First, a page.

Karima Bennoune on Women's Rights
Karima Bennoune,
U.N. Special Rapporteur in the field of Cultural Rights.
U.N. Photo/Jean-Marc Ferré

Karima Bennoune has worked in the field of human rights for more than 20 years. She is Professor of Law and Martin Luther King, Jr. Hall Research Scholar at the University of California-Davis School of Law where she teaches courses on human rights and international law. She has received numerous awards, including the Dayton Literary Peace Prize (2014) for her recent book, “Your Fatwa Does Not Apply Here: Untold Stories from the Fight Against Muslim Fundamentalism.” The book was based on some 300 interviews with people from 30 countries and tells the stories of people of Muslim heritage challenging extremism. The TED talk based on the book has been viewed by over 1.3 million people. Karima Bennoune grew up in Algeria and the United States.


Cultural rights are human rights. Yet in some parts of the world, culture is not valued as such and can even be considered a luxury. What is your view on this interpretation?

Culture is not optional, it is a priority at all times. It is utterly important for all human beings to safeguard their history. It is on top of history that we build the future. They are part of universal human rights along with politic, economic, and socio-economic rights. I believe in interdependence and indivisibility. I believe that if we forget culture, we forget ourselves.

We have made an artificial separation amongst human rights. In fact, in real life, people experience them in an integrated way and it is in the experience of a real human being impossible to separate out these categories—they go together. The recognition of cultural rights is simply about the recognition of this holistic nature of human rights.

What are cultural rights and why are they important?

The foundation of cultural rights is in Article 15 of the International Covenant on Economic, Social, and Cultural Rights. It addresses the right to take part in cultural life without any discrimination, for everyone regardless of their identity. This is a cross-cultural aspect of human rights law. We also find the right for artistic expression and the right for scientific endeavors to name a few. Cultural rights also cross the boundaries between social, civil, and political rights and also draw very importantly from freedom of thought, religion, and conscience. All these things are integrated and are also related to the right to education.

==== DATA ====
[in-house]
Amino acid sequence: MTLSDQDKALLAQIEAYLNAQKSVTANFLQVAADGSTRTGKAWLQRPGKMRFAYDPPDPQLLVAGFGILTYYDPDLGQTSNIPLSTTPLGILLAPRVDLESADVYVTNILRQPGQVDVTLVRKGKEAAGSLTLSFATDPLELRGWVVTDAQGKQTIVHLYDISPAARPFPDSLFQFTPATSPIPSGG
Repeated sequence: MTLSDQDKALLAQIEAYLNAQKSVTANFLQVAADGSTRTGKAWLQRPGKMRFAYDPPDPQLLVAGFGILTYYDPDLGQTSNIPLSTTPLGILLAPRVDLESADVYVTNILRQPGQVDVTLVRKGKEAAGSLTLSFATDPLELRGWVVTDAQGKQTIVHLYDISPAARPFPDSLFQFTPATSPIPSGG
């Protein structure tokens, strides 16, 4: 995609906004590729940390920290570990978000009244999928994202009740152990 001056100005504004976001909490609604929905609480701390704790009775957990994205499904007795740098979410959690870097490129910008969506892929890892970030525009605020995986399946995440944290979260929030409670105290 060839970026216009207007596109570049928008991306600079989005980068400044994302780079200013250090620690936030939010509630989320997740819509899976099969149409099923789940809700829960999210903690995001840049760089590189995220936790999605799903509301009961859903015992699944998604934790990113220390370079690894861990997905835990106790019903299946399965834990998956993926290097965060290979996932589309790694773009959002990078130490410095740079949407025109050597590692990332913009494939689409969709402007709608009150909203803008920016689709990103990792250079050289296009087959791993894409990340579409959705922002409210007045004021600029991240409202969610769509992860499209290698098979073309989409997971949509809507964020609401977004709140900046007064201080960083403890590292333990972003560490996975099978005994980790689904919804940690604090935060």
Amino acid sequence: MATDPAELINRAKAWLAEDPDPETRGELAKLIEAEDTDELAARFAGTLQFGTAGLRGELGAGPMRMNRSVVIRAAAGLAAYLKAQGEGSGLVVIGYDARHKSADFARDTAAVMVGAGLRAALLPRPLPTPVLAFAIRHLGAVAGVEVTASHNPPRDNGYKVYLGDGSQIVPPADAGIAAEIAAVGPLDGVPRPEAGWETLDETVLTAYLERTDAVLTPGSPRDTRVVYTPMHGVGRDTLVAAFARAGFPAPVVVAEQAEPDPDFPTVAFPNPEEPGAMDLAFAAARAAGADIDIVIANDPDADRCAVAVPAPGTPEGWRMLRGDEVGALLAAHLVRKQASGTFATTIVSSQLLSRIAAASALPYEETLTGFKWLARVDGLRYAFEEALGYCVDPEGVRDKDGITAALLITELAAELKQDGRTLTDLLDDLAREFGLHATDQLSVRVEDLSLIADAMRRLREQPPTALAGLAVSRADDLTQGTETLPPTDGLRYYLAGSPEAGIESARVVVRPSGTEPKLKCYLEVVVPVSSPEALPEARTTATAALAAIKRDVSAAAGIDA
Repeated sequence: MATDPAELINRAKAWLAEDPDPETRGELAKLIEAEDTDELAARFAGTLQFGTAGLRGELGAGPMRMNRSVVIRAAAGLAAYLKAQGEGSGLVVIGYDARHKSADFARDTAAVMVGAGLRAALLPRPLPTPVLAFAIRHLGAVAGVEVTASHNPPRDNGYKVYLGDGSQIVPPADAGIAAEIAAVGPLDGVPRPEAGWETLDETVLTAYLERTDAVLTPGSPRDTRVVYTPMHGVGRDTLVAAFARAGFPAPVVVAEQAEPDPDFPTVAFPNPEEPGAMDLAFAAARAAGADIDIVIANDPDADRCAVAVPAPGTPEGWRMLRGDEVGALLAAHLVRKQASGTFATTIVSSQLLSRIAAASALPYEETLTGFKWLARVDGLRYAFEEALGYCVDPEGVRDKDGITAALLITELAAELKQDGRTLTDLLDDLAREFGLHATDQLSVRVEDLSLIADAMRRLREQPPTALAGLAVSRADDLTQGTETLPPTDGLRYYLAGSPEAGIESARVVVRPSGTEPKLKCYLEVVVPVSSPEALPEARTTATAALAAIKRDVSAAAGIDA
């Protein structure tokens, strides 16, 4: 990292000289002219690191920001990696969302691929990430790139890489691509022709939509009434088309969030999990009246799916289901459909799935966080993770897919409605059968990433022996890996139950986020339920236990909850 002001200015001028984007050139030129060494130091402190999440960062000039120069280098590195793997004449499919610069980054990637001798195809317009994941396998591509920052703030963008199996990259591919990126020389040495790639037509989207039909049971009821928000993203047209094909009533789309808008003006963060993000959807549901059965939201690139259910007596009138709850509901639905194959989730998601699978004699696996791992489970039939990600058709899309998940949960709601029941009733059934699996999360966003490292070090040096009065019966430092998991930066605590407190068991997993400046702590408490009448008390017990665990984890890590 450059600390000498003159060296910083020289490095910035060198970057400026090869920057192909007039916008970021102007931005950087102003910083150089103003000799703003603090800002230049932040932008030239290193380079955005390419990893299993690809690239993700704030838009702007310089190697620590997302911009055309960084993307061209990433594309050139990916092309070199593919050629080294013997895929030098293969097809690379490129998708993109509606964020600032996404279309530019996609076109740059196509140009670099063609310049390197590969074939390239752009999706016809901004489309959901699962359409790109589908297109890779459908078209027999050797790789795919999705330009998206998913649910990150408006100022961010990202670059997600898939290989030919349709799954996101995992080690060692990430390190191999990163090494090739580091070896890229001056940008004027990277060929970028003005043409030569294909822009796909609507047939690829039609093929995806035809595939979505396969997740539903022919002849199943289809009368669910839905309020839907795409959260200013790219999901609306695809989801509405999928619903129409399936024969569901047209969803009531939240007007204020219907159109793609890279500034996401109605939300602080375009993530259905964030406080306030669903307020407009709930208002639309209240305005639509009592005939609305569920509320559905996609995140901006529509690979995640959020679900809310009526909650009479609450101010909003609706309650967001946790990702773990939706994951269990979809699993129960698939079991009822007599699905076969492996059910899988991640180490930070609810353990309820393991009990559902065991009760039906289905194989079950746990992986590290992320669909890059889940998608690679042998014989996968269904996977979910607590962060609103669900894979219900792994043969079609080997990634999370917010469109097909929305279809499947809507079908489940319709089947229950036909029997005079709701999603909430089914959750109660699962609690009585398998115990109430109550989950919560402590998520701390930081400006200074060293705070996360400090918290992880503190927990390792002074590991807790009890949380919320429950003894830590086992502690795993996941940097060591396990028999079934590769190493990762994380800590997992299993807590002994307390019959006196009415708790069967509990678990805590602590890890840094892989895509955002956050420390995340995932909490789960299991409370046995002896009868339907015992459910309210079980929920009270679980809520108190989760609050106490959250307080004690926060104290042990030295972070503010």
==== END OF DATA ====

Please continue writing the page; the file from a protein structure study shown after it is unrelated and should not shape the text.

Cultural rights are a human rights issue. It is not just about monuments, objects, and practices. It is linked to the economic rights of the people who work at tourism sites. The destruction of cultural heritage is often interpreted as a property crime, but I think it is a misunderstanding. In fact, they are attacks on human beings and on their human rights. It is a universal message—this is about everyone’s cultural heritage.

That is not saying that culture can never be changed but it has to be done in accordance with everyone involved. Change is not an excuse to violate human rights. The preservation of cultural heritage is guaranteed by human rights law.

As a feminist, what do you think of the cultural relativism argument stating that culture justifies a different approach to women’s rights ?

We must make an important distinction between cultural relativism and respect for cultural diversity. It is absolutely clear to me and it was clear to my predecessor Farida Shaheed, a human rights expert and distinguished special rapporteur to the U.N. on Cultural Rights. It is clear if you look at what states have agreed to the Vienna Convention and program of action: culture is not an excuse for violation of human rights or discrimination. Absolutely not.

Culture can and does change over time through the social process and needs to reflect our current understandings of human rights. Women’s rights are not an exception to this, women’s equality is not an exception to this. My predecessor Mrs. Shaheed wrote an important report about women’s cultural rights which I totally endorse. She says that rather than always seeing culture as an obstacle to women’s rights, what we need to fight for is for women’s equal rights to define culture, to participate in culture, and for them to enjoy their cultural rights. This is not a deviation from the universal norms, this is embedded in the universal norms.